# Deriving Nernst Equation for a hydrogen-oxygen Fuel cell

Reading across electrochemistry books (particularly the fuel cells chapter of the book "Alternative energy systems and applications" by Hodge) I came across the following formulae: $$\Delta G=\sum_\text{Products}\Delta G-\sum_\text{Reactants}\Delta G=\Delta G^\circ+RT\cdot\ln\left(\frac{[C]^c[D]^d}{[A]^a[B]^b}\right)$$ Dividing by $$-W=-nF$$, we get $$U=U^\circ-\frac{RT}{nF}\cdot\ln\left(\frac{[C]^c[D]^d}{[A]^a[B]^b}\right)=U_\text{cathode}-U_\text{anode}$$ I tried obtaining the form of Nernst equation for this fuel cell as follows:

1. $$\ce{H2 -> 2H^+ + 2e-}$$, then the potential is $$U_{\ce{H2}/\ce{H+}}=U^\circ_{\ce{H2}/\ce{H+}}-\frac{RT}{2F}\cdot\ln\left(\frac{[\ce{H+}]^2}{[\ce{H2}]}\right)$$
2. $$\ce{\frac12 O + 2H+ + 2e- -> H2O}$$ $$U_{\ce{O2}/\ce{H2O}}=U^\circ_{\ce{O2}/\ce{H2O}}-\frac{RT}{2F}\cdot\ln\left(\frac{[\ce{H2O}]}{[\ce{H+}]^2[\ce{O2}]^{\frac12}}\right)$$

Therefore, for the overall cell potential I got is the following: $$U_\text{cell}=U_{\ce{O2}/\ce{H2O}}-U_{\ce{H2}/\ce{H+}}$$ $$= U_{\ce{O2}/\ce{H2O}}^\circ-U_{\ce{H2}/\ce{H+}}^\circ=U^\circ_{\ce{O2}/\ce{H2O}}-\frac{RT}{2F}\cdot \left[\ln\left(\frac{[\ce{H2O}]}{[\ce{H+}]^2[\ce{O2}]^{\frac12}}\right)-\ln\left(\frac{[\ce{H+}]^2}{[\ce{H2}]}\right)\right]$$ $$= U^\circ_{\ce{O2}/\ce{H2O}}-\frac{RT}{2F}\cdot\ln\left(\frac{[\ce{H2O}][\ce{H2}]}{[\ce{H+}]^4[\ce{O2}]^{\frac12}}\right)$$ However, the simplest form of the Nernst Equation I usually come across for this cell is:

$$U_\text{cell}=U^\circ-\frac{RT}{2F}\cdot\ln\left(\frac{p_{\ce{H2O}}}{p_{\ce{H2}}p_{\ce{O2}}^{\frac12}}\right)$$

I noticed I can reduce the equation I obtain with the following assumptions:

1. Products and reactants are in a gaseous state and behave as ideal gases.
2. The activities of a gas species can can approximated with relative pressures (or relative concentration): $$a_s\approx[S]^s\approx\left(\frac{p_s}{1\ \mathrm{atm}}\right)^s$$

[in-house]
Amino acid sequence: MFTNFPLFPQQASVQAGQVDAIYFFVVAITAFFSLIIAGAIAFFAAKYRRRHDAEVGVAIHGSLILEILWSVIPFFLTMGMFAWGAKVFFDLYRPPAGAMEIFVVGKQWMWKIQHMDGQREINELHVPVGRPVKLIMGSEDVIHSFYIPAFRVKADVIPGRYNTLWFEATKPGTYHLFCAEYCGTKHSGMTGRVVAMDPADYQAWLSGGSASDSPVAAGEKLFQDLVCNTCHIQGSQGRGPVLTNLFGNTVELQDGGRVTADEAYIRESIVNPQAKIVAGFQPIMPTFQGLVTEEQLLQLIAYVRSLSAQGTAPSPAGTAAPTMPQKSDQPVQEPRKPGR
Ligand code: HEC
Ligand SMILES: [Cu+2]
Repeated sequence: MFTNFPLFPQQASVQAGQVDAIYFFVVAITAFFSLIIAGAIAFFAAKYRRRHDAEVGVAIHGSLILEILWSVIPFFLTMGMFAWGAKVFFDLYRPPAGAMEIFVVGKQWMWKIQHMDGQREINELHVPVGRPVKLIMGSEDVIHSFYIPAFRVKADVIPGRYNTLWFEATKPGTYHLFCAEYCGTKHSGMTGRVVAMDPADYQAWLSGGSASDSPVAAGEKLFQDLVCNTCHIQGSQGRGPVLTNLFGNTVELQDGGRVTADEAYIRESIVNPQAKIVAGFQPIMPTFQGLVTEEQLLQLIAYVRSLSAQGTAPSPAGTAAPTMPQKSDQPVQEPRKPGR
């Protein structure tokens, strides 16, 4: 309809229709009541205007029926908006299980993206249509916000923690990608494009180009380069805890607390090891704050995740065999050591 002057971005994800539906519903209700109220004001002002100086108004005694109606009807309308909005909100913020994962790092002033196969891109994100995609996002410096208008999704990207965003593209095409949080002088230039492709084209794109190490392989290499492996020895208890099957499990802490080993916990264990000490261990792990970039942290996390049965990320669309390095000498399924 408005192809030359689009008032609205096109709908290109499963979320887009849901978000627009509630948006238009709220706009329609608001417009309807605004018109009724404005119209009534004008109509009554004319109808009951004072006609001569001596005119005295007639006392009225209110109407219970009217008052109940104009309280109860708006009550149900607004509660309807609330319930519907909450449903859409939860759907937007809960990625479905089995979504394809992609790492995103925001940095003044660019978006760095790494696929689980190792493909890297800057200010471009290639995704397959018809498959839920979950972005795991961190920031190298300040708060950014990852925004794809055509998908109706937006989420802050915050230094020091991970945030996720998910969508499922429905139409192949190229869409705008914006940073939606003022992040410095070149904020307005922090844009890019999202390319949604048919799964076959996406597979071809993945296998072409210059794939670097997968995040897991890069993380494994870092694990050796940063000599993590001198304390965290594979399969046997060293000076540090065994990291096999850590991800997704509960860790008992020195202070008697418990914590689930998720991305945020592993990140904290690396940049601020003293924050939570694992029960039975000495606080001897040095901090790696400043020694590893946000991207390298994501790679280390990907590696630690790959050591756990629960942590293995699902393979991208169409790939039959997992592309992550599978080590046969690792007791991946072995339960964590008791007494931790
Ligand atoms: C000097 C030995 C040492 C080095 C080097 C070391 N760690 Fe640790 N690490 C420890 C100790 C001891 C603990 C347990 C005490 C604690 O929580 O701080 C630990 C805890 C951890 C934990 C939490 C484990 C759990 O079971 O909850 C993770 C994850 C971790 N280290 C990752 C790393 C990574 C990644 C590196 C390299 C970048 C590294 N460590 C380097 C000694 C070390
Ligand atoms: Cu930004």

3. Assuming hydrogen ions are in gaseous state, and $$[\ce{H+}]^2\approx\frac{p_{\ce{H2}}}{1\ \mathrm{atm}}\approx[\ce{H2}]$$
4. Substituting this assumptions into my equation yields:

$$U_\text{cell}=U^\circ_{\ce{O2}/\ce{H2O}}-\frac{RT}{2F}\cdot\ln\left(\frac{[\ce{H2O}][\ce{H2}]}{[\ce{H+}]^4[\ce{O2}]^{\frac12}}\right)=U^\circ_{\ce{O2}/\ce{H2O}}-\frac{RT}{2F}\cdot\ln\left(\frac{[\ce{H2O}][\ce{H2}]}{[\ce{H2}]^2[\ce{O2}]^{\frac12}}\right)$$ $$=U^\circ_{\ce{O2}/\ce{H2O}}-\frac{RT}{2F}\cdot\ln\left(\frac{[\ce{H2O}]}{[\ce{H2}][\ce{O2}]^{\frac12}}\right)$$ $$=U^\circ-\frac{RT}{2F}\cdot\ln\left(\frac{p_{\ce{H2O}}}{p_{\ce{H2}} p_{\ce{O2}}^{\frac12}}\right)$$

While this assumptions "worked out" I am unsure If they are correct in any way or if my entire derivation process is flawed.

• Comments have been moved to chat; please do not continue the discussion here. Before posting a comment below this one, please review the purposes of comments. Comments that do not request clarification or suggest improvements usually belong as an answer, on Chemistry Meta, or in Chemistry Chat. Comments continuing discussion may be removed. Commented Mar 16 at 9:51

Rather than pointing whether the assumptions are correct or incorrect, I will show you a general method to obtain the Nernst's equation for any system. It is a more systematic and formal approach, generally found in electrochemistry books, but has the advantage that all the magnitudes pop up so you can clearly identify what each letter means.

The condition of electrochemical equilibrium for a single electrochemical reaction of $$N$$ species is

$$\sum_{j = 1}^N \nu_j \tilde{\mu}_j = 0 \tag1$$

where $$\nu_j$$ is the stoichiometric coefficient, and $$\tilde{\mu}_j$$ the electrochemical potential defined as

$$\tilde{\mu}_j \equiv \mu_j^\circ + RT\ln a_j + z_j F \phi \tag2$$

where $$\mu_j^\circ$$ is the standard chemical potential, $$a_j$$ is the activity of species $$j$$, and $$\phi$$ the electric potential.

The important rules are:

• For electrons, we drop out its standard chemical potential and the activity, so that $$\tilde{\mu}_\ce{e^-} = -F \phi^\mathrm{M}$$. The letter $$\mathrm{M}$$ is because the electron as a species belongs to the electrode.
• For hydrogen ions, we assign its standard chemical potential as zero for an aqueous solution at all temperatures, i.e. $$\mu_\ce{H+}^0 \equiv 0$$. However, in a fuel cell the liquid phase is not water, so we cannot eliminate it along the derivations.
• For elements in their most stable state of aggregation, their standard chemical potential is zero. For our case, $$\mu_\ce{H2}^0 = \mu_\ce{O2}^0 \equiv 0$$.